Watch Kyle Wiens, CEO of iFixit, discuss his views on repairability during his Build Better session at the bottom of this piece.
Product designers need to pay more attention to sustainability
We’ve become a society that no longer has TV or camera repair shops in every town; one in which the term “planned obsolescence” is an actual thing. Apple’s first-generation Airpods have irreplaceable, integrated batteries that fail after about 500 recharges or eighteen months. E-waste shouldn’t be our legacy. How can we build things that last longer? And how can product designers focus on sustainability—and repairability, recyclability, and product longevity?
Consumers like sustainability
Designing and building products that can be repaired and last for many years is good business: That’s why leading computer manufacturer HP brags about the repairability of its products in marketing materials. Research presented at the Product Lifetime and the Environment conference (PLATE) indicates that given the choice between an inexpensive product that lasts one or two years and a more expensive, repairable product that lasts closer to five years, customers typically lean toward longer-lasting, more repairable products.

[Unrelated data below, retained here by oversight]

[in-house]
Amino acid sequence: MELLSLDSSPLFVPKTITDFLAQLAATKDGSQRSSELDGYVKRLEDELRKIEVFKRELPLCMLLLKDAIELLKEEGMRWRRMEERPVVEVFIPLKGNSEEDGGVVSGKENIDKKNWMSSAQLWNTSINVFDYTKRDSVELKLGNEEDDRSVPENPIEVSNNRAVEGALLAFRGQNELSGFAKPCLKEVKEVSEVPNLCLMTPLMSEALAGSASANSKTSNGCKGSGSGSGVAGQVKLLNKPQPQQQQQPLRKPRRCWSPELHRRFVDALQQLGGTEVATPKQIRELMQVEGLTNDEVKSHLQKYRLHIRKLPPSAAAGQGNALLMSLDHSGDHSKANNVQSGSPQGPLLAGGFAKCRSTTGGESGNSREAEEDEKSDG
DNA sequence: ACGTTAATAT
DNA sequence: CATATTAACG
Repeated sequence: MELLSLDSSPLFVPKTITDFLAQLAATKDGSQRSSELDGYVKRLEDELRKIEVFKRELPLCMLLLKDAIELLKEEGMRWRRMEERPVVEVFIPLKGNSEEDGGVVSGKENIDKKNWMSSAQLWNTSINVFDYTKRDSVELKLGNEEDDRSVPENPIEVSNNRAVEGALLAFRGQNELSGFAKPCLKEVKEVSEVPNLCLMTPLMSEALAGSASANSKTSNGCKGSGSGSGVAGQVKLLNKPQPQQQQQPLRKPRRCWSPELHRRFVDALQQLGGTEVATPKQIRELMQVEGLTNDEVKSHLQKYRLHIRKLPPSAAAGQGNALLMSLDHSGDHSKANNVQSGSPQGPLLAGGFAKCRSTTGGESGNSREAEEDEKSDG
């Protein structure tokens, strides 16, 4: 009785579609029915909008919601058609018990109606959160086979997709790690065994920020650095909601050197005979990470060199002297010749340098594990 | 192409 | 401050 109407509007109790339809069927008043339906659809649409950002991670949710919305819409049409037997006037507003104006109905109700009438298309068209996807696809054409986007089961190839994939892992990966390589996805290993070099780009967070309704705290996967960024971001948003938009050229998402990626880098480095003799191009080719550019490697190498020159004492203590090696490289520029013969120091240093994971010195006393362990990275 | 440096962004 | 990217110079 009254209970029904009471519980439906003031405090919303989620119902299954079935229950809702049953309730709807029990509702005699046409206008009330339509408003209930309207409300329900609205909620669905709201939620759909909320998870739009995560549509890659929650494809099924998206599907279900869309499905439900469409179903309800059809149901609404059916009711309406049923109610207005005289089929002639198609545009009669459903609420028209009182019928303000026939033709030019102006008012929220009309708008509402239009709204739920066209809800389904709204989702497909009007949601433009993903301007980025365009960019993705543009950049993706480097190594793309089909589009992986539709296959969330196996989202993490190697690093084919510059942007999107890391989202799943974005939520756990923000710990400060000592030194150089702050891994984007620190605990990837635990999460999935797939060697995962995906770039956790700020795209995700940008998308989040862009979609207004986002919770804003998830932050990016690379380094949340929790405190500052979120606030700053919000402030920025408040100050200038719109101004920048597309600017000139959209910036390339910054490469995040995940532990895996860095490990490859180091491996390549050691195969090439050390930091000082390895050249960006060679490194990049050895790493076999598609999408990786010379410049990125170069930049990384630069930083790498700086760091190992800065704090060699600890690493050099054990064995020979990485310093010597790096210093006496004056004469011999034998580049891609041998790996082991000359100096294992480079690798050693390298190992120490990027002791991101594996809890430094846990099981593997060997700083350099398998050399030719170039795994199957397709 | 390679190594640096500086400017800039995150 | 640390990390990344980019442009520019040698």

Design for repairability
Here’s an example of design for repairability: Samsung’s Galaxy Buds give the customer the same net result as other types of earbuds. However, the Galaxy Buds have a serviceable design, with a gasket that pops open to reveal a replaceable, off-the-shelf battery. That’s helpful for consumers because the batteries are possible and easy to replace, saving time and money.
It’s also useful from a manufacturing perspective. If a product is on the production line, and Instrumental reveals an issue with positioning or alignment of something, rework is much simpler. When you design products that are easy to repair and recycle, you reduce your rework costs and improve customers’ perceptions of your brand.
In addition to easily removable and replaceable batteries, other design strategies for repairability include using as few fasteners as possible, ideally of the same type; using strong connectors; and making connections easy to access. Providing clear information to customers also helps: Include parts and part numbers, troubleshooting resources, and open-source documentation.
Design for recyclability
Product designers could go even farther by thinking about how to recycle products by designing for recyclability and using recyclable materials. In fact, the Institute of Scrap Recycling Industries has a design for recycling award that Dell has won multiple times.
Learn more about why building products for repairability is good for business in a talk by circularity and electronics recycling expert Kyle Wiens, CEO of iFixit. Kyle makes the business case for why prioritizing repairability is good for business, and why you shouldn’t wait to incorporate repairability requirements into your designs.